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  5. "Post kiam li razis sin, lia …

"Post kiam li razis sin, lia vizaĝo sangis."

Translation:After he shaved, his face bled.

June 7, 2015



Li ne razis sin ĝuste...


Malakra razilo kompreneble.


malbona laboristo kulpigas siajn ilojn ;)


Estas kiel mi havas barbon.


Ve! Mi ĉiam vidas "ŝanĝis". :(


Kaj mi legis "lia vizaĝo saniĝis".

Miracle blade! After you shave with it, your face will magically be cured of whatever illness it had.


why is it: "lia vizaĝo sangis", and not "sia vizaĝo sangis". doesn't the first one mean that someone else's face bled?


The subject of sangis is the face... and si can't be part of a subject! Since it refers back to the subject of its clause.

So here you can't tell whether it's his own face or someone else: both have to be lia vizaĝo in this position.


Thanks!, that makes sense. I'll remeber that si cannot be part of the subject, and hope that no funny voodoo stuff is going on...


Is it right to say "After shaving himself, his face bled"?


I would say that it is not correct - your sentence contains a so-called "dangling participle".

The participle "shaving" refers to something which is not mentioned in the sentence as a subject or object... it could refer to the subject "his face" but that would make no sense.

"After shaving himself, he saw that his face was bleeding" would be better as then "shaving" would apply to the subject "he".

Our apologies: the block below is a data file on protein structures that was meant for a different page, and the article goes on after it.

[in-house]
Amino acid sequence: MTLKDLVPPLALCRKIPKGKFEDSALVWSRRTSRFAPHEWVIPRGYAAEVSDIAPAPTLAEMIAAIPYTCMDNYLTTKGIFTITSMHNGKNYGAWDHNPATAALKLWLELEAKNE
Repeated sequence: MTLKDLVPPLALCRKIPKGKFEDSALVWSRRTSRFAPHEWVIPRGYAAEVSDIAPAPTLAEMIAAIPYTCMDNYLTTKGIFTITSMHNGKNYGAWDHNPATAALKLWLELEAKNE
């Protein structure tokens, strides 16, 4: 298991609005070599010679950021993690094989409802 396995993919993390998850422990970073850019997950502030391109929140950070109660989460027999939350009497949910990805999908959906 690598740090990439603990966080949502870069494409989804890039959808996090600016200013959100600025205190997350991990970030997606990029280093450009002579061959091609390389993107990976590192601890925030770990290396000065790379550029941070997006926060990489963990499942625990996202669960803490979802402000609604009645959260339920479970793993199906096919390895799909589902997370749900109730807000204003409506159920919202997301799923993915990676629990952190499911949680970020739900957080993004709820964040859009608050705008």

That said, your sentence would probably not raise eyebrows in some circles and would be understood from context. But it's probably better to avoid it.


Do you think “shaving” is a participle here? I think it's a gerund.


Is "sin"necessary? Could I also just say "Post kiam li razis"?


You could say that but everybody would ask you “kiun li razis” (whom did he shave)?

Esperanto verbs do not have an implicit reflexive object (oneself), like some English verbs:

  • to shave someone = razi iun; to shave (oneself) = razi sin
  • to wash someone = lavi iun; to wash = lavi sin
  • to dress someone = vesti iun; to dress = vesti sin
  • to prepare something = pretigi ion; to prepare = to get ready = pretigi sin
  • to bend something = kurbigi/klini ion; to bend (down) = klini sin, kliniĝi


There's one very good reason I use an electric shaver…


Why is kiam used? it seems wordy


post is just a preposition in Esperanto, not also a conjunction.

Why do we say "because it was raining" but "because OF the rain"? Why not just "because the rain"?

...it's just the way it is. Same with post/post kiam and antaŭ/antaŭ ol.


Is it possible to have post tiam in a sentence?


It is possible when it refers to a given time: “li foriris marde; post tiam mi ne vidis lin” (he left on Tuesday, since then I haven't seen him).

If your question is whether “post tiam” could be used instead of “post kiam”, the answer is no. The meanings of “kiam” and “tiam” are completely different, like when and then.

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